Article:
Paul Grieco Shares His Tips for Running a Wine Bar
Paul Grieco is the owner of the Terroir wine bar in New York City, which he opened in 2010 in Manhattan’s Tribeca neighborhood. He also cofounded New York’s original Terroir wine bar, which opened in 2008 and closed in 2015, and the restaurant Hearth, which opened in 2004, both in the East Village.
Grieco was born and raised in Toronto, Canada. His career in hospitality began in his family’s Italian restaurant, La Scala, where he was mentored by his father and grandfather. He moved to New York City in 1991, and went on to work at a number of the city’s top restaurants, including Bouley, Gotham Bar & Grill, and Gramercy Tavern, the latter of which won James Beard Awards— for Outstanding Service in 2001 and for Outstanding Wine Service in 2002—during Grieco’s tenure as the assistant general manager.
An outspoken defender of underdog grapes like Riesling—and these days, Bordeaux—Grieco constantly flips the script on the wine-list status quo. Over the years, his eagerness to explore, and herald, lesser-known varieties, styles, and regions has helped bring a wide range of wines to the attention of many wine professionals.
After shooting Grieco’s Supertasters video, SevenFifty Daily asked him for his tips on business management, what advice he’d give to aspiring somms, what he’d do over in his career if he had the chance—and the bottle he’s most excited about right now.
SevenFifty Daily: What was the epiphany that led you to choose wine as your career?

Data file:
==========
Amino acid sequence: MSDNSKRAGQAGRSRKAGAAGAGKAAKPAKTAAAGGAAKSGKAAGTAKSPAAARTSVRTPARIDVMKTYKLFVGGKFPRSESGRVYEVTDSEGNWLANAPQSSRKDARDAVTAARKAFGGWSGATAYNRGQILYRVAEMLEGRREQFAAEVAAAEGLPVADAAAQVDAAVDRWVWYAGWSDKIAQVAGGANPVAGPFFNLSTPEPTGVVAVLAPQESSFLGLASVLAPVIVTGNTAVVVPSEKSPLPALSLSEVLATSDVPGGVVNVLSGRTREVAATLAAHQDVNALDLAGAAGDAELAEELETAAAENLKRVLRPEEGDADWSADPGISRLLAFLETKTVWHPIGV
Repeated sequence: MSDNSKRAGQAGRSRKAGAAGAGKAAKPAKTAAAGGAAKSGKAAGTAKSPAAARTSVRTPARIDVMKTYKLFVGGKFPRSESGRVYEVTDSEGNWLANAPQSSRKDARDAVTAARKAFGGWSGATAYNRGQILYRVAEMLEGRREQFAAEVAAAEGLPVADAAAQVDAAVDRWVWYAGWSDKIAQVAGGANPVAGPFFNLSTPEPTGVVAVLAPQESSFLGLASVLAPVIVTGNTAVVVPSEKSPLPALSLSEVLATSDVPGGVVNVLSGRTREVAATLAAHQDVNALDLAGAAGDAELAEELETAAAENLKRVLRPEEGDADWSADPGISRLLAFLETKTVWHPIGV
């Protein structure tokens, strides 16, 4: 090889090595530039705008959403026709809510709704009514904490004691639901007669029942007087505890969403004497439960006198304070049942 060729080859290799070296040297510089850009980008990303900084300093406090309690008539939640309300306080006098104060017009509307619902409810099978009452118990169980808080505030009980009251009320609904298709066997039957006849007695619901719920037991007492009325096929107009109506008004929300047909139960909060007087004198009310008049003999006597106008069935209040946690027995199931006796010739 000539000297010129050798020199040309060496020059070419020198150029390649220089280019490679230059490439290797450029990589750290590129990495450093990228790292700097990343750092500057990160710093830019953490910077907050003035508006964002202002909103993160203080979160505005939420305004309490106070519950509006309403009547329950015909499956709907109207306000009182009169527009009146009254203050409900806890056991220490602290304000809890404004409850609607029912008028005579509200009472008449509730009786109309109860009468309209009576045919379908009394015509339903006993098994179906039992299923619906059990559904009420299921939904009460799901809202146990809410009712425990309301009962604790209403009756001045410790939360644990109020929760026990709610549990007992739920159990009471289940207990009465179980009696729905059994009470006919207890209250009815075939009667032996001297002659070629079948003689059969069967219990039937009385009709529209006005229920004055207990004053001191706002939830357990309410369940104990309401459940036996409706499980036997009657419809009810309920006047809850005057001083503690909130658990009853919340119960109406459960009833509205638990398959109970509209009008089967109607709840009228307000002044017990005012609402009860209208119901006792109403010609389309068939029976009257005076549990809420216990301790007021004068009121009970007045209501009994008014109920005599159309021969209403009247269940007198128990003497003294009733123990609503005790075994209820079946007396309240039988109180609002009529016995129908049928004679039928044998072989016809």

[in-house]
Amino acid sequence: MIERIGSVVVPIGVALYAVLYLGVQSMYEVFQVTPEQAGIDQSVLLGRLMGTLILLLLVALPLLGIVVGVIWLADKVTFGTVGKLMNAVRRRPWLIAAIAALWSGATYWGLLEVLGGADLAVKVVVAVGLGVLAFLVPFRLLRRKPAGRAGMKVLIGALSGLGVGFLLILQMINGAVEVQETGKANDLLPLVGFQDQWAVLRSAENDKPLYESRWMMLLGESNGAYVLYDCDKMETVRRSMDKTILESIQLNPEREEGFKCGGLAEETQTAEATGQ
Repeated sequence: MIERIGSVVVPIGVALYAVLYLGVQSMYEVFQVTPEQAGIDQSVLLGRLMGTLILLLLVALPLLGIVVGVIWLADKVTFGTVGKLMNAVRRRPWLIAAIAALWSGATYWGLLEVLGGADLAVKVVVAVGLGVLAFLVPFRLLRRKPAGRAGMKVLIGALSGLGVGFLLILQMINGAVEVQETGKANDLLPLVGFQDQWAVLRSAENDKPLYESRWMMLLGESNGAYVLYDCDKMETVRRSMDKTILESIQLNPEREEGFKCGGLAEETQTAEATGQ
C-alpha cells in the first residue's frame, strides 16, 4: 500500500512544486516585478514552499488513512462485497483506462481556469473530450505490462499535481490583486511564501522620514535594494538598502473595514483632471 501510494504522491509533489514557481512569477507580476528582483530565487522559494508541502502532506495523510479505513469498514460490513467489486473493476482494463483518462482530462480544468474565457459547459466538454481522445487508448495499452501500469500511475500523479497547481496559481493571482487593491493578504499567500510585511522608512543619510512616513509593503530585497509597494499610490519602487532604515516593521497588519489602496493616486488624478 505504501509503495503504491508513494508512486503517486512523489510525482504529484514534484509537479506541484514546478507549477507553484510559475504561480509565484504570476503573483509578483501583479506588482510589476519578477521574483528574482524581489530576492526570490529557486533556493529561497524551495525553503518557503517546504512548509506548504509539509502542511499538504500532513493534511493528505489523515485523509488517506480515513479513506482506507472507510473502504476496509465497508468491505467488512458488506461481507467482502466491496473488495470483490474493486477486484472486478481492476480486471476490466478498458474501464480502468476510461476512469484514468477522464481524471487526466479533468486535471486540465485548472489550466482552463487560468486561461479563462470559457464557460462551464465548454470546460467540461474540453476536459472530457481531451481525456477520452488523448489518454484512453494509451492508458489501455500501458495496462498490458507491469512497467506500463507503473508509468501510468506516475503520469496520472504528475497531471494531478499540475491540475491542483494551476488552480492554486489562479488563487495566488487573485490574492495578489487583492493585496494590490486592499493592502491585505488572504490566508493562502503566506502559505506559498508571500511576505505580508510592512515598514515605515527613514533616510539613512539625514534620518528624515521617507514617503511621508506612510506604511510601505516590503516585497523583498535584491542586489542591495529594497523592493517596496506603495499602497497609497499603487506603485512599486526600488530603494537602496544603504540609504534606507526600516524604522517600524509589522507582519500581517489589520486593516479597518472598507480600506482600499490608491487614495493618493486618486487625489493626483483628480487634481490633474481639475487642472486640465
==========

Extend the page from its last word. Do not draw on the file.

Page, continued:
Paul Grieco: Hearing Gary Numan’s “Cars” in 1980 changed my whole worldview.
What advice would you give to aspiring somms starting out today?
The wine world is a big place. Explore every nook and cranny. Leave your preconceived notions in the closet.
What do you think about formal wine education and training?
I am a fan of anything formal, especially white tie and tails.
On Terroir’s website, you refer to wine as having the ability to be a “change agent.” What are some of the most critical ways in which wine can be an agent for change?
Wine causes one to feel differently upon first sip, which leads to a change in thought, which is followed by a new way to lead one’s life.
What’s something people (either trade professionals or customers) get wrong about hospitality, and how do you, as a wine bar owner, push back against such a misconception?
How we make a guest feel is the most important thing—not the specifics of the wine or food or service or ambience.
What’s your number one piece of business management advice?
Take care of your staff in every way possible. They are the most important aspect of your world.
What bottle—or producer—are you particularly excited about right now, and why?
Franzen’s Bremmer Calmont Riesling Kabinett 2017—it has electricity coursing through it.
If you had to guess, about how many wines would you say you’ve blind-tasted and formally evaluated for professional purposes?
What’s one thing in your career you regret—or would want a “redo” if you had the chance?
My immediate love affair with the Riesling grape. It has prevented me from going on a few dates with California Chardonnay.
What’s next for you?
Sailing around the world and discovering a new passage to the Spice Island